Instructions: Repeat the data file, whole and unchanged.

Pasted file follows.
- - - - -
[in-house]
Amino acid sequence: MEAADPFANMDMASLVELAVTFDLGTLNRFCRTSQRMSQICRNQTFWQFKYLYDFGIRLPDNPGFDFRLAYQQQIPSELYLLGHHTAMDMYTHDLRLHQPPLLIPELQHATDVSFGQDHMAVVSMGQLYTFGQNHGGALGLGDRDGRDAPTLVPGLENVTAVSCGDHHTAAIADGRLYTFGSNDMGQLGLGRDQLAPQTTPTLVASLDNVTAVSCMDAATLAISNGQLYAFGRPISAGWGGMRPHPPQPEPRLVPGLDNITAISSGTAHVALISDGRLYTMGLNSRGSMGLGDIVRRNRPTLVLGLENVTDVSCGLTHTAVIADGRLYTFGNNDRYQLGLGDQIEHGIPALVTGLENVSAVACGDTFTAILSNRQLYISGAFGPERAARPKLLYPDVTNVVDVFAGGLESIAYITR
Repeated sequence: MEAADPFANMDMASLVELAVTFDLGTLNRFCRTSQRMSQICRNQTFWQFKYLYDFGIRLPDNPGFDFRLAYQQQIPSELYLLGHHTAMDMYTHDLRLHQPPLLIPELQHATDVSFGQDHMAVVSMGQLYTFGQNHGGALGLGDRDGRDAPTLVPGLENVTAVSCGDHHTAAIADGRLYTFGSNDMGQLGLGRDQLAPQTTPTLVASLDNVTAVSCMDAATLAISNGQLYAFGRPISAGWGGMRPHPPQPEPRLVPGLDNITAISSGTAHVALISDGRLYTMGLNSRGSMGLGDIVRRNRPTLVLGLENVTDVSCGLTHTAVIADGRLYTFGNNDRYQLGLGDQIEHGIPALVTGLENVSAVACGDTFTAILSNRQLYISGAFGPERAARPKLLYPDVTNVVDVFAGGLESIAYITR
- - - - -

[in-house]
Amino acid sequence: MEAADPFANMDMASLVELAVTFDLGTLNRFCRTSQRMSQICRNQTFWQFKYLYDFGIRLPDNPGFDFRLAYQQQIPSELYLLGHHTAMDMYTHDLRLHQPPLLIPELQHATDVSFGQDHMAVVSMGQLYTFGQNHGGALGLGDRDGRDAPTLVPGLENVTAVSCGDHHTAAIADGRLYTFGSNDMGQLGLGRDQLAPQTTPTLVASLDNVTAVSCMDAATLAISNGQLYAFGRPISAGWGGMRPHPPQPEPRLVPGLDNITAISSGTAHVALISDGRLYTMGLNSRGSMGLGDIVRRNRPTLVLGLENVTDVSCGLTHTAVIADGRLYTFGNNDRYQLGLGDQIEHGIPALVTGLENVSAVACGDTFTAILSNRQLYISGAFGPERAARPKLLYPDVTNVVDVFAGGLESIAYITR
Repeated sequence: MEAADPFANMDMASLVELAVTFDLGTLNRFCRTSQRMSQICRNQTFWQFKYLYDFGIRLPDNPGFDFRLAYQQQIPSELYLLGHHTAMDMYTHDLRLHQPPLLIPELQHATDVSFGQDHMAVVSMGQLYTFGQNHGGALGLGDRDGRDAPTLVPGLENVTAVSCGDHHTAAIADGRLYTFGSNDMGQLGLGRDQLAPQTTPTLVASLDNVTAVSCMDAATLAISNGQLYAFGRPISAGWGGMRPHPPQPEPRLVPGLDNITAISSGTAHVALISDGRLYTMGLNSRGSMGLGDIVRRNRPTLVLGLENVTDVSCGLTHTAVIADGRLYTFGNNDRYQLGLGDQIEHGIPALVTGLENVSAVACGDTFTAILSNRQLYISGAFGPERAARPKLLYPDVTNVVDVFAGGLESIAYITR